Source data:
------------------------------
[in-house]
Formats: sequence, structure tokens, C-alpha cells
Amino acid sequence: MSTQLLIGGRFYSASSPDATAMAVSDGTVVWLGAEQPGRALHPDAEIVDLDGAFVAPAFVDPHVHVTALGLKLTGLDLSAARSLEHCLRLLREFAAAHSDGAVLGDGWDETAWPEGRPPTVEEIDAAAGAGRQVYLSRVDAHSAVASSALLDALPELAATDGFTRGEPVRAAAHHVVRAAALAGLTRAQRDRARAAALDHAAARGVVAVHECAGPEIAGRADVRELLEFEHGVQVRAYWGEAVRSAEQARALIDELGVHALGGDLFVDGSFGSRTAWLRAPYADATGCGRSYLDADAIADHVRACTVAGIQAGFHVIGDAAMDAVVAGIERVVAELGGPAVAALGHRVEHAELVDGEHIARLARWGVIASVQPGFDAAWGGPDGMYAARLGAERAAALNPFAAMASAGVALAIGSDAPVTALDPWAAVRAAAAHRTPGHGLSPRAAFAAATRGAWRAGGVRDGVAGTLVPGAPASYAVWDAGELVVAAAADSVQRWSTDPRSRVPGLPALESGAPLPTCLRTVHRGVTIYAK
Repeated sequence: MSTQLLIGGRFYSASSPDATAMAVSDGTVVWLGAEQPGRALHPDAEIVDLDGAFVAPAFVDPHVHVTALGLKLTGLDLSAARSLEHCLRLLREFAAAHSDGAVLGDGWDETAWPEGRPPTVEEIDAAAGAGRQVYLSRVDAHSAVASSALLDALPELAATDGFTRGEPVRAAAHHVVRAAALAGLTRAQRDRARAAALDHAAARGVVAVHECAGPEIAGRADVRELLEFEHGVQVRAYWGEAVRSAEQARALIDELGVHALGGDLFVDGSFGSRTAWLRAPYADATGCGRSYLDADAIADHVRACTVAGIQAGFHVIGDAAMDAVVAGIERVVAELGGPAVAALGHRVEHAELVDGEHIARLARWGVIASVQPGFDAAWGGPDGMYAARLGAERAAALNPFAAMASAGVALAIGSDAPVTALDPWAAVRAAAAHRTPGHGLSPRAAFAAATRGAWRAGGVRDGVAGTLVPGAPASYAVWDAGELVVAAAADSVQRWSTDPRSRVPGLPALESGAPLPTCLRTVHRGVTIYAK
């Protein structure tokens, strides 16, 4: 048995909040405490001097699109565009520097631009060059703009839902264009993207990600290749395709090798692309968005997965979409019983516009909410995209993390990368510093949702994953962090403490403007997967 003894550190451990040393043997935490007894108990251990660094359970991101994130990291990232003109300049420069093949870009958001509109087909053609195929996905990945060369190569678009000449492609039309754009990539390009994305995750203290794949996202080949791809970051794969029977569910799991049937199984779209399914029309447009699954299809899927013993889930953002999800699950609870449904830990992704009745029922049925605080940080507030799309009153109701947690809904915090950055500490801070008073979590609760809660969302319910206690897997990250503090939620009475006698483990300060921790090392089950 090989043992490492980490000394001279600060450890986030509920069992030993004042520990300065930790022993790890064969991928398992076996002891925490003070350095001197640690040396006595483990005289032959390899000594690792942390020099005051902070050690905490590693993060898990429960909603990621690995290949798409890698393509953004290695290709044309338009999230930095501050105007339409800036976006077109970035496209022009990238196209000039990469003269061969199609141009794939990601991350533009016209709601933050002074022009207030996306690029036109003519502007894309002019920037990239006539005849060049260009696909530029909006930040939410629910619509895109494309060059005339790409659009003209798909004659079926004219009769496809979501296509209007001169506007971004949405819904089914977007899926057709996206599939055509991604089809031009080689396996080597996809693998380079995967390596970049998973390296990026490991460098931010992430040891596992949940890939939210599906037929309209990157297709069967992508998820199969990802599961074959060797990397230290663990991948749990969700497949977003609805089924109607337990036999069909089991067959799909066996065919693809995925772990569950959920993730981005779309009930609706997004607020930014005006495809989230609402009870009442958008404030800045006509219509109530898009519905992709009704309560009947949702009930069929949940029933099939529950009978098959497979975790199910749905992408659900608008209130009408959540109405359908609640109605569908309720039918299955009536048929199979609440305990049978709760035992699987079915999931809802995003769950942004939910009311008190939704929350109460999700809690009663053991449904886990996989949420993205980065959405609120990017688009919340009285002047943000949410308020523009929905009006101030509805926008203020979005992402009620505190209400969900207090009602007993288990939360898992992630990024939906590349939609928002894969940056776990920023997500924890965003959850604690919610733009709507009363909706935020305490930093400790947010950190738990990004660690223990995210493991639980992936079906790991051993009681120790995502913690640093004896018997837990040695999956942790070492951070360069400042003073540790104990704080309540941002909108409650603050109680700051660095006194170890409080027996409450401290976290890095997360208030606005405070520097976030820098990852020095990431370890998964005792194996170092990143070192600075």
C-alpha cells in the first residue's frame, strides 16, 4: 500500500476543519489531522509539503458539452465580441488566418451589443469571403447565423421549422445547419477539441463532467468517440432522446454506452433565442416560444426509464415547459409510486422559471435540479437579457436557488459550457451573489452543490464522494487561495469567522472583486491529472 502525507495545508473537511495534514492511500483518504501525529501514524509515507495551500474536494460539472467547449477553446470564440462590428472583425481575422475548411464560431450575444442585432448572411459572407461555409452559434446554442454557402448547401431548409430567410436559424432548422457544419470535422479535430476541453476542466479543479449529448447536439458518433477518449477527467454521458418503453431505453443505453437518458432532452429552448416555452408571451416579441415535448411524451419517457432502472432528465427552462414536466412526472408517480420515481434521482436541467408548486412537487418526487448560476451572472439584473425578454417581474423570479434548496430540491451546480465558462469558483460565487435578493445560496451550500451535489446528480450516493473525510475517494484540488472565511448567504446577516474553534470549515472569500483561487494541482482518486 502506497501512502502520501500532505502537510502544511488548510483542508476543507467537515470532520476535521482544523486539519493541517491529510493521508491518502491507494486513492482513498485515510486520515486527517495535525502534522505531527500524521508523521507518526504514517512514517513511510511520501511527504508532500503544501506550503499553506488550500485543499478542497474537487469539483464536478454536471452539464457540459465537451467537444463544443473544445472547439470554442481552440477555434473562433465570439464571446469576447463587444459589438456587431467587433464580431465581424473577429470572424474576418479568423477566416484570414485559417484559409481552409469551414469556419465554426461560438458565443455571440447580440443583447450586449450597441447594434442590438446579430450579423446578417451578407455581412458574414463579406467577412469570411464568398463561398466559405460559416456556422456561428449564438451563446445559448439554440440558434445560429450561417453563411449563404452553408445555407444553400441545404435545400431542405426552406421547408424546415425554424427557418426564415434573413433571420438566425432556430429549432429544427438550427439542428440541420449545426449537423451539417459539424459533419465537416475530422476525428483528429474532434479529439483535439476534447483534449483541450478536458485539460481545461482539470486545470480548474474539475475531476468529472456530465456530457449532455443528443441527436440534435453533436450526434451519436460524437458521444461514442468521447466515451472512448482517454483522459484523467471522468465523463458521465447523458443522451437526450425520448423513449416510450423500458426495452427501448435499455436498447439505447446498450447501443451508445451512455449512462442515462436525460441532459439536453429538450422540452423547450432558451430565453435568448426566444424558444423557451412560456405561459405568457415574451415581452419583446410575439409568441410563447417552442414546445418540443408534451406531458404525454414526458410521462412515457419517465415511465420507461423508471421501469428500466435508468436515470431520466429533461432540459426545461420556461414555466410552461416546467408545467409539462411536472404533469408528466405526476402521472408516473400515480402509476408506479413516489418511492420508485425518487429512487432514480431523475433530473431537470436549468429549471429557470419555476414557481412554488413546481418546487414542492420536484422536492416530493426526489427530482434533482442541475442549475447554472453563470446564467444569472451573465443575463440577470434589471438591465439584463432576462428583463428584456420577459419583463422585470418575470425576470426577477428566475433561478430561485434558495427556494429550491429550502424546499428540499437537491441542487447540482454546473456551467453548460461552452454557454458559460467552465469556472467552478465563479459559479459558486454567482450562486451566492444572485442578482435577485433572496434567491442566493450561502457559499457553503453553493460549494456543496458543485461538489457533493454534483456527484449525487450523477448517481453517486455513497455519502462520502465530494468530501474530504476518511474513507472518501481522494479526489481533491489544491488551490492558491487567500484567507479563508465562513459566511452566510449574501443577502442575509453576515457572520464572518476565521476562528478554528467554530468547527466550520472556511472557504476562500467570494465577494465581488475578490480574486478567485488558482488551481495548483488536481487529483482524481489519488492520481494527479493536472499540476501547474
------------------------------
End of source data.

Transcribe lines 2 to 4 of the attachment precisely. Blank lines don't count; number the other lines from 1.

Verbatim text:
Formats: sequence, structure tokens, C-alpha cells
Amino acid sequence: MSTQLLIGGRFYSASSPDATAMAVSDGTVVWLGAEQPGRALHPDAEIVDLDGAFVAPAFVDPHVHVTALGLKLTGLDLSAARSLEHCLRLLREFAAAHSDGAVLGDGWDETAWPEGRPPTVEEIDAAAGAGRQVYLSRVDAHSAVASSALLDALPELAATDGFTRGEPVRAAAHHVVRAAALAGLTRAQRDRARAAALDHAAARGVVAVHECAGPEIAGRADVRELLEFEHGVQVRAYWGEAVRSAEQARALIDELGVHALGGDLFVDGSFGSRTAWLRAPYADATGCGRSYLDADAIADHVRACTVAGIQAGFHVIGDAAMDAVVAGIERVVAELGGPAVAALGHRVEHAELVDGEHIARLARWGVIASVQPGFDAAWGGPDGMYAARLGAERAAALNPFAAMASAGVALAIGSDAPVTALDPWAAVRAAAAHRTPGHGLSPRAAFAAATRGAWRAGGVRDGVAGTLVPGAPASYAVWDAGELVVAAAADSVQRWSTDPRSRVPGLPALESGAPLPTCLRTVHRGVTIYAK
Repeated sequence: MSTQLLIGGRFYSASSPDATAMAVSDGTVVWLGAEQPGRALHPDAEIVDLDGAFVAPAFVDPHVHVTALGLKLTGLDLSAARSLEHCLRLLREFAAAHSDGAVLGDGWDETAWPEGRPPTVEEIDAAAGAGRQVYLSRVDAHSAVASSALLDALPELAATDGFTRGEPVRAAAHHVVRAAALAGLTRAQRDRARAAALDHAAARGVVAVHECAGPEIAGRADVRELLEFEHGVQVRAYWGEAVRSAEQARALIDELGVHALGGDLFVDGSFGSRTAWLRAPYADATGCGRSYLDADAIADHVRACTVAGIQAGFHVIGDAAMDAVVAGIERVVAELGGPAVAALGHRVEHAELVDGEHIARLARWGVIASVQPGFDAAWGGPDGMYAARLGAERAAALNPFAAMASAGVALAIGSDAPVTALDPWAAVRAAAAHRTPGHGLSPRAAFAAATRGAWRAGGVRDGVAGTLVPGAPASYAVWDAGELVVAAAADSVQRWSTDPRSRVPGLPALESGAPLPTCLRTVHRGVTIYAK